On its way out the door, the Bush administration is gutting public safeguards like fish. Most recently, Bush and company killed the Park Service's common sense rule that requires all firearms transported in national parks to be stowed and unloaded. The Reagan era rule was enacted in part to prevent poaching. However, the NRA appears to have reached into the White House and used its supposed political power to ram through a rule change that would allow loaded and concealed weapons.
For years the NRA has thrown its weight around in Washington D.C. killing just about every needed gun control measure over the past few decades. It did this in part by scaring legislators and administrative officials alike with its perceived political power. Yet, does the NRA have that much political weight?
During the public comment period on the Park Service proposed rule, it was believed the NRA would flood the Park Service with millions of letters calling for the change. This didn't happen. In fact, the NRA was only able to muster about 40,000 letters. By comparison, conservation and law enforcement groups which opposed the changes, produced more than twice as many comments.
Furthermore, the NRA saw its power on Capitol hill take a significant hit this past November. Of the 18 NRA endorsed Senate races, NRA candidates won roughly half those contests. More troubling for the NRA, their endorsements in tight races in states like Colorado, North Carolina and Alaska went 0-6. Ouch!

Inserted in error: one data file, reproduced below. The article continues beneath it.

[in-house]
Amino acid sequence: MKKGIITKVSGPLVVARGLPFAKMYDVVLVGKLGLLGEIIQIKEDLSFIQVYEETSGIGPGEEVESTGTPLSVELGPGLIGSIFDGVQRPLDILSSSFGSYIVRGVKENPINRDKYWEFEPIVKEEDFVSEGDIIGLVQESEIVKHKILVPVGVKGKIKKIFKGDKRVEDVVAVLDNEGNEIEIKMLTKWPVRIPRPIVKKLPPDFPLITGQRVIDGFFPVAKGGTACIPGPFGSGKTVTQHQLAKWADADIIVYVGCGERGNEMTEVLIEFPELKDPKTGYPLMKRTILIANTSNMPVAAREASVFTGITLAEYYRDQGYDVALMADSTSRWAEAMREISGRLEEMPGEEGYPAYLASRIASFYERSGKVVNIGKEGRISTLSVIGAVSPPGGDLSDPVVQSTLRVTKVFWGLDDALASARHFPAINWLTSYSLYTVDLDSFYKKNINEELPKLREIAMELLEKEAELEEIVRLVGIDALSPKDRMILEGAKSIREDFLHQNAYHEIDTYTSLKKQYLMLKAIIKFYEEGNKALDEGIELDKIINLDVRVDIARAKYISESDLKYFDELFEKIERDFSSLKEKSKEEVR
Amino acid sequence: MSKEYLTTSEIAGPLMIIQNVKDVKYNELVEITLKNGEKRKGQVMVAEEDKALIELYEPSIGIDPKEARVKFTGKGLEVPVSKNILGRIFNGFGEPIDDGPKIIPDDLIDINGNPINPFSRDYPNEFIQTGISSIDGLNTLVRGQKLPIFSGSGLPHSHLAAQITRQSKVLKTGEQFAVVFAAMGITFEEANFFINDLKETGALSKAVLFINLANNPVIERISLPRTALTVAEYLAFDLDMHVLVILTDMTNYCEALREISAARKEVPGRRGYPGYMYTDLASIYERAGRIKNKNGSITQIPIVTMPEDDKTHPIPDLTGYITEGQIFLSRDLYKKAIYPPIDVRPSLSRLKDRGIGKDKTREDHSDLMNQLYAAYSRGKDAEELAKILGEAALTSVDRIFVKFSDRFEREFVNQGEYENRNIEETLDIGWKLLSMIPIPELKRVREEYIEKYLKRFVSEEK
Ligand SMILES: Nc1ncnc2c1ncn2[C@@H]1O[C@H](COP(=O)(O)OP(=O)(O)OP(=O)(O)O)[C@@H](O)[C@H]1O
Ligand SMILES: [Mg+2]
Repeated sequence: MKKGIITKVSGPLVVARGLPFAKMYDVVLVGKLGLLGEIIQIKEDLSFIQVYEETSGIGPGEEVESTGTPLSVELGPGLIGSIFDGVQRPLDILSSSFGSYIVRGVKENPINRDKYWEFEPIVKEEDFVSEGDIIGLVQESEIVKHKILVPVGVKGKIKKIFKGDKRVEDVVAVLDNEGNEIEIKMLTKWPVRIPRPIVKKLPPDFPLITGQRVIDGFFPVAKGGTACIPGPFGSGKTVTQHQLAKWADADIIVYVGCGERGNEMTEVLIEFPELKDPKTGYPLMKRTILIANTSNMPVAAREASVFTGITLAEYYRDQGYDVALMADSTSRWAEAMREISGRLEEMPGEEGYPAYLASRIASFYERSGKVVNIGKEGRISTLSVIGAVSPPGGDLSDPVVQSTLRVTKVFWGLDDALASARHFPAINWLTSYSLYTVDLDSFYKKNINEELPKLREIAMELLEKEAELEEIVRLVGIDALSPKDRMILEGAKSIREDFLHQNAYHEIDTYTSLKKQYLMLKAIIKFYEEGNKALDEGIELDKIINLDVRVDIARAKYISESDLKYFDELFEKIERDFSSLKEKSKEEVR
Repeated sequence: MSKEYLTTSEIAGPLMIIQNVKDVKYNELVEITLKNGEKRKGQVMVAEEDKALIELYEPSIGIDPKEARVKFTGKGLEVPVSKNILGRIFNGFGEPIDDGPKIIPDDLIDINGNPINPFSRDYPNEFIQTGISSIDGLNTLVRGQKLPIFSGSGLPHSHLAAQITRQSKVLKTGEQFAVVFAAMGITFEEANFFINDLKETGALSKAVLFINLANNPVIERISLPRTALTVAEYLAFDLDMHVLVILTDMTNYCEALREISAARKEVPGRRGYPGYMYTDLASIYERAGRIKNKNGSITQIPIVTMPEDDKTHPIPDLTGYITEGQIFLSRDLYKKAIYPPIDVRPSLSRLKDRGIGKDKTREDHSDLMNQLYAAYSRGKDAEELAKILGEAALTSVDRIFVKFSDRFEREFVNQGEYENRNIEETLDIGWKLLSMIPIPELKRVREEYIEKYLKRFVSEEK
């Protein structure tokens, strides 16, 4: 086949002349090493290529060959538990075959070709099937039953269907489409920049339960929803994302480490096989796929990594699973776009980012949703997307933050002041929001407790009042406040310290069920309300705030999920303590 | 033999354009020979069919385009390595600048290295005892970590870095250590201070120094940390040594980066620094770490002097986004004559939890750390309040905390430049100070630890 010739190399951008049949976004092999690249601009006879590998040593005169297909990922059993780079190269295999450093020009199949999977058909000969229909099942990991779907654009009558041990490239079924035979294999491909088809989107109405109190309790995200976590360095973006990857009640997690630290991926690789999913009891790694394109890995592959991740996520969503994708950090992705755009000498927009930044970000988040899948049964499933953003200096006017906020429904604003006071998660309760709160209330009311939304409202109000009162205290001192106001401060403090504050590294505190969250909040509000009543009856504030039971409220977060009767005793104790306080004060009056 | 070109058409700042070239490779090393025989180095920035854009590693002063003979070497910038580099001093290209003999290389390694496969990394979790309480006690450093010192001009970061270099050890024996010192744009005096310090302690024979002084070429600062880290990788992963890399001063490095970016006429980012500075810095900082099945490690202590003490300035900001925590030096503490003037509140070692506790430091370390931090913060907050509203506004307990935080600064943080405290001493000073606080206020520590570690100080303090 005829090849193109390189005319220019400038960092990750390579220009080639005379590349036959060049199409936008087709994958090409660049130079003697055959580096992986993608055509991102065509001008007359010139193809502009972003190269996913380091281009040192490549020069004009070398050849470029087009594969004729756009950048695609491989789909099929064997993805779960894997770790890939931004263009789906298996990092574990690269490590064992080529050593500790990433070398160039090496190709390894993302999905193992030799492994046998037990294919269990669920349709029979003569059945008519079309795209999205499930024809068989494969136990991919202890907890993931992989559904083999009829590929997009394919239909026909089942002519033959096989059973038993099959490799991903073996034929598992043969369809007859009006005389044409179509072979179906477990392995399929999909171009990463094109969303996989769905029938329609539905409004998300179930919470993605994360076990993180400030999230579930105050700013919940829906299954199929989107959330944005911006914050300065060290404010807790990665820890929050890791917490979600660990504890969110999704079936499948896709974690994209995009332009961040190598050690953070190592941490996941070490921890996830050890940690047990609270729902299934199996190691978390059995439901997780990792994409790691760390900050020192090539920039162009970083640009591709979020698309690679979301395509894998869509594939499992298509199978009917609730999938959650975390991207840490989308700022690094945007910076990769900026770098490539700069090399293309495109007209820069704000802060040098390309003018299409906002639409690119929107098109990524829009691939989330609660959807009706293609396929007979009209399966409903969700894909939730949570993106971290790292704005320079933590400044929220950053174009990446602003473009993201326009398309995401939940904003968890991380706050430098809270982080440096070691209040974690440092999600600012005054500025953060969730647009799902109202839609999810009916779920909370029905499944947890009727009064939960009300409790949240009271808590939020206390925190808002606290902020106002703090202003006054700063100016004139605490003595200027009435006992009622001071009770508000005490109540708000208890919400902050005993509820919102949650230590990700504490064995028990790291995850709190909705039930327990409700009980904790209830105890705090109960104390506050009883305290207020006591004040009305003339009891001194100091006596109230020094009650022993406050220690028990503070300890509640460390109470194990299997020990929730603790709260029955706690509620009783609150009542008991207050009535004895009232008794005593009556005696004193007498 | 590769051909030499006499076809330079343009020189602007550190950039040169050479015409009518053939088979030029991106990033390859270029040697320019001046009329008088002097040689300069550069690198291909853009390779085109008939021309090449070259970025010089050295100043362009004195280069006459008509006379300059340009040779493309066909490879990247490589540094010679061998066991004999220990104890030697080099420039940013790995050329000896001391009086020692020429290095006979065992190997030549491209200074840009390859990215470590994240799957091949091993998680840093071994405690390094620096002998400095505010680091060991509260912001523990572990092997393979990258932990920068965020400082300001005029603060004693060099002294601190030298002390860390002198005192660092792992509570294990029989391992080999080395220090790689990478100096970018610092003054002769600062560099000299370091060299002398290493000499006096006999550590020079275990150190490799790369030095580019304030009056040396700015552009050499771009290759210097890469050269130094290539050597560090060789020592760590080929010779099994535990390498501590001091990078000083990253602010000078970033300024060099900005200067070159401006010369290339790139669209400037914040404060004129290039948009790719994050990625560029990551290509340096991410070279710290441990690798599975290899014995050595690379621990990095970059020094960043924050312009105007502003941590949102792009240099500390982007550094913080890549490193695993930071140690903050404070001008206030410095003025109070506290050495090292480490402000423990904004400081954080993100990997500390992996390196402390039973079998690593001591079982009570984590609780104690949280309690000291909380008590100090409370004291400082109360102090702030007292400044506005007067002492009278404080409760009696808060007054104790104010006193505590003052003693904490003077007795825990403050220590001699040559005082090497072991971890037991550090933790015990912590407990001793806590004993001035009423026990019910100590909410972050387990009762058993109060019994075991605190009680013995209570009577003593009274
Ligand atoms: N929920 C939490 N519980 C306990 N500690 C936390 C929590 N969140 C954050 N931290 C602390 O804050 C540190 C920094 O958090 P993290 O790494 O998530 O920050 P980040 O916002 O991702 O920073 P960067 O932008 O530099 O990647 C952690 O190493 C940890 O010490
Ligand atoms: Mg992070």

However, what probably most reveals the NRA's waning influence is that it choose not to endorse candidates in 16 other Senate races. This despite the fact that in many of these contests such as that in Massachusetts, the Democratic incumbent was given an F on their gun voting record. This should have been a no brainer for the NRA, yet it chose to punt on this race.
Does the NRA deserve its political deference? Hardly. In fact, its quite clear the organization is running low on political ammo.